10 Questions With… Serhii Makhno
Against war’s physical and emotional destruction, artists often craft resilience through making. Ukrainian ceramicist, architect, and interior designer Serhii Makhno’s first exhibition with Chelsea, New York, gallery Les Ateliers Courbet stems from such phoenix-like blossoming of creativity during the ongoing Russian conflict. The show’s mostly large-scale sculptural and functional ceramic works have travelled from Makhno’s Kyiv studio to New York during a time of scarcity and peril, but the bulbous elegant forms defy fragility. From a fully hand-formed ceramic armchair to a life-size mirror, the shapes challenge our understanding of functional ceramics through their ambitious scale and pristine production.
“I have a deep love for clay—it’s like nature itself in a malleable form,” Makhno says. “Clay has its character, and frequently, things don’t go as planned. Many pieces can crack or deform during the firing process, which is part of the beauty of imperfection.” While working on the show’s pieces with his team of around 60 people during wartime, the artist admits to have learned to “appreciate these ‘flawed’ pieces.” From an elegantly-bent floor lamp to a wall-spanning shelf structure, the works allure to Makhno’s broad practice as an architect who has helmed around 600 projects in 25 countries. His sculptural and holistic approach to aesthetic and use, whether envisioning an interior or a chair, yields sleekly contemporary and mysteriously spiritual results. From Japan’s wabi-sabi teachings to Ukraine’s long tradition of craft and ceramics, various inspirations are alchemized in Makhno’s practice. “Nature is the greatest resource; everything comes from it,” he adds. He often brings rocks, branches, bits of ceramics, seeds, or plant fruits back to his home, “and many of the objects I’ve created have been inspired by these discoveries.”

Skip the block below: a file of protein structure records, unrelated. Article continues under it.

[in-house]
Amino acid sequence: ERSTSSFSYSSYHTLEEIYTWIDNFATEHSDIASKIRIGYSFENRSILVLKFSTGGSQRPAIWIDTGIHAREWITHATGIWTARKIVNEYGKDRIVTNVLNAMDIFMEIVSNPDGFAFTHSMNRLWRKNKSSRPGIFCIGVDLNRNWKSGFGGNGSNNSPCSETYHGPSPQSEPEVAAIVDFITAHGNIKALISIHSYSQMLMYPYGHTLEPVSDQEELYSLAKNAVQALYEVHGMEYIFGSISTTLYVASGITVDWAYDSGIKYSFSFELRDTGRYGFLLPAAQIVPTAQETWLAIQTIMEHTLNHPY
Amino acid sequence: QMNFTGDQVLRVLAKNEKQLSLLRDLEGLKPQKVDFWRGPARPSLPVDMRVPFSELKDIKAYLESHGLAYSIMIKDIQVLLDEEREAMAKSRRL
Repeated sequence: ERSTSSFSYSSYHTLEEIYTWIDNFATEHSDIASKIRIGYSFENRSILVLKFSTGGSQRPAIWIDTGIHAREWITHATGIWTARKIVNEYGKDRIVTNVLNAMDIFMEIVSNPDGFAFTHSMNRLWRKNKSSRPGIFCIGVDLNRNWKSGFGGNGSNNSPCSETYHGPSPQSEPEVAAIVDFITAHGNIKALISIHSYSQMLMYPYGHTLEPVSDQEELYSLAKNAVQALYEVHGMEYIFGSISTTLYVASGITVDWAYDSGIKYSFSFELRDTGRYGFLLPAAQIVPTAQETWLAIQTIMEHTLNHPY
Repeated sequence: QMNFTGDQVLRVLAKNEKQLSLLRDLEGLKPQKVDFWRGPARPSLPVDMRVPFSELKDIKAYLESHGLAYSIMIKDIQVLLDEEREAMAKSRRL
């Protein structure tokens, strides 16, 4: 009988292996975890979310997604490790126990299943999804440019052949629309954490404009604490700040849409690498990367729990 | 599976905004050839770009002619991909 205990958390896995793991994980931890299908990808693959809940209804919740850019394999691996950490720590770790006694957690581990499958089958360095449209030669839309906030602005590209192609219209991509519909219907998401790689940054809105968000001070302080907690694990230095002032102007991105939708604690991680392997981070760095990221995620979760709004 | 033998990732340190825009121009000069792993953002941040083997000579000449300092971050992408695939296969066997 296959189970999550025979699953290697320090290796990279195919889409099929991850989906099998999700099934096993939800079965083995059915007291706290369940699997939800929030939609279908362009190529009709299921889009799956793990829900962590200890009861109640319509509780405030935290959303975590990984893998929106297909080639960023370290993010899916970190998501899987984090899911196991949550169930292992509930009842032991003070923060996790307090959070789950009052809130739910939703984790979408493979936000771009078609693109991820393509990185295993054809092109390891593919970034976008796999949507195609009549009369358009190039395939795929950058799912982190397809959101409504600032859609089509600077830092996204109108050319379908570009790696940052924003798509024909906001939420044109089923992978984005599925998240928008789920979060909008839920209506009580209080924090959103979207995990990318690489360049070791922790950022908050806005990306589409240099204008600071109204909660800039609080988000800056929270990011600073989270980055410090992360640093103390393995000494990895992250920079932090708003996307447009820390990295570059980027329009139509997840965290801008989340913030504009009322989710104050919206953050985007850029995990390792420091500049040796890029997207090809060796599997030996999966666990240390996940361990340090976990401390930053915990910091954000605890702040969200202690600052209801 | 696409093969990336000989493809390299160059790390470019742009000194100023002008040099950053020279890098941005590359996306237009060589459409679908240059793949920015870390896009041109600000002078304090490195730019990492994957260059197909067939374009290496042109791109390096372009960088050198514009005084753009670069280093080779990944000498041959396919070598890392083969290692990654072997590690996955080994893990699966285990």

Here, Makhno shares insights into his New York show, personal journey with clay and architecture, and newly established MAKHNO Art Foundation.
Ukrainian Designer Serhii Makhno on Creativity Through an Array of Mediums
Interior Design: How does being engaged with art, pottery, and architecture influence your practice?
Serhii Makhno: The three disciplines of art, pottery, and architecture have a profound influence on my work. While architecture came into my life somewhat later than art and pottery, it holds a primary place in terms of importance. My architectural work is my profession, while pottery and creativity are my inspiration. They constantly nourish and support each other, and this symbiotic relationship fuels my creative development.
ID: Your studio practice seems to be a crucial element of your process, including the time you dedicate there and collaborating with other makers. Could you talk about the role of maintaining a densely-operating studio in your work?